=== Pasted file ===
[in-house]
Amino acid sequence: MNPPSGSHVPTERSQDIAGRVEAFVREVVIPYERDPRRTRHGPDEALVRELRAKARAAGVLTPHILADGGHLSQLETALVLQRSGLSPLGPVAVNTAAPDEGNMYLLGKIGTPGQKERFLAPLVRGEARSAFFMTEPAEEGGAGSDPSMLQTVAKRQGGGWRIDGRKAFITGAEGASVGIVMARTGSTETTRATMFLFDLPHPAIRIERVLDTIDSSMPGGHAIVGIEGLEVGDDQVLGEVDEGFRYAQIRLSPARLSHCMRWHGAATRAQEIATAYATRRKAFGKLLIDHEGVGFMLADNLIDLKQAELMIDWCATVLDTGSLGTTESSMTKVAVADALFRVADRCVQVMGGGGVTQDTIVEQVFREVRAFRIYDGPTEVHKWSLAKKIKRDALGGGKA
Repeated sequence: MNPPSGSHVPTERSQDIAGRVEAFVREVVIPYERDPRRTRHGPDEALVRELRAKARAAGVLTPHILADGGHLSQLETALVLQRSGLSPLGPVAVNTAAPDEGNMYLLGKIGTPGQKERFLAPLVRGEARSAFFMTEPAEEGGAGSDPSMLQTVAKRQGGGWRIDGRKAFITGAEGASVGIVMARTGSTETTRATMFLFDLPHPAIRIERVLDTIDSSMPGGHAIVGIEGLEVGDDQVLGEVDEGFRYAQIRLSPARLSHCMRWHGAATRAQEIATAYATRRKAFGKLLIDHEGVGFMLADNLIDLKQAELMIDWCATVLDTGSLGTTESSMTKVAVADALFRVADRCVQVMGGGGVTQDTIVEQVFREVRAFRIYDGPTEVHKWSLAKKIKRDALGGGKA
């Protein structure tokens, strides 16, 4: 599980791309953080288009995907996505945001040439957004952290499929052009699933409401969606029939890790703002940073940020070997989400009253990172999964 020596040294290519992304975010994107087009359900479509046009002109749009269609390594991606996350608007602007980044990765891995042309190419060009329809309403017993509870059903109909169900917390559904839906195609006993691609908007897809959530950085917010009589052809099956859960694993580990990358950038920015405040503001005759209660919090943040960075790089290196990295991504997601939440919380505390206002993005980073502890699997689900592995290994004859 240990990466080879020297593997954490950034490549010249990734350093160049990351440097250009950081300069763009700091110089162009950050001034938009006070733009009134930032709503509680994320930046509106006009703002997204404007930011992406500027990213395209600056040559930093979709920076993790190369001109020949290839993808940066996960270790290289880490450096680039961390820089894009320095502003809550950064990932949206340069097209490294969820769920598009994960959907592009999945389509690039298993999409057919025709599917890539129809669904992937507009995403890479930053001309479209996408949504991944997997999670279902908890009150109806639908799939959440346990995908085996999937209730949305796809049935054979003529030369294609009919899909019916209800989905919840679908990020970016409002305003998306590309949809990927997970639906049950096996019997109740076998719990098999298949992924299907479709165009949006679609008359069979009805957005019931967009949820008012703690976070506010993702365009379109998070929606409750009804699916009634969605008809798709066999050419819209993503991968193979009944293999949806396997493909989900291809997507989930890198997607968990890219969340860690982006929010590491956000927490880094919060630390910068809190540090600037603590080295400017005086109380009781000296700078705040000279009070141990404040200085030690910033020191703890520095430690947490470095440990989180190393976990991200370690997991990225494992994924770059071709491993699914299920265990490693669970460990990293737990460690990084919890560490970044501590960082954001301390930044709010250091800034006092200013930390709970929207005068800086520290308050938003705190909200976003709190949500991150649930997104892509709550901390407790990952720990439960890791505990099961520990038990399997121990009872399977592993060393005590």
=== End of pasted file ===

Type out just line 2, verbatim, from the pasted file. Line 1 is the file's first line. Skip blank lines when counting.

Amino acid sequence: MNPPSGSHVPTERSQDIAGRVEAFVREVVIPYERDPRRTRHGPDEALVRELRAKARAAGVLTPHILADGGHLSQLETALVLQRSGLSPLGPVAVNTAAPDEGNMYLLGKIGTPGQKERFLAPLVRGEARSAFFMTEPAEEGGAGSDPSMLQTVAKRQGGGWRIDGRKAFITGAEGASVGIVMARTGSTETTRATMFLFDLPHPAIRIERVLDTIDSSMPGGHAIVGIEGLEVGDDQVLGEVDEGFRYAQIRLSPARLSHCMRWHGAATRAQEIATAYATRRKAFGKLLIDHEGVGFMLADNLIDLKQAELMIDWCATVLDTGSLGTTESSMTKVAVADALFRVADRCVQVMGGGGVTQDTIVEQVFREVRAFRIYDGPTEVHKWSLAKKIKRDALGGGKA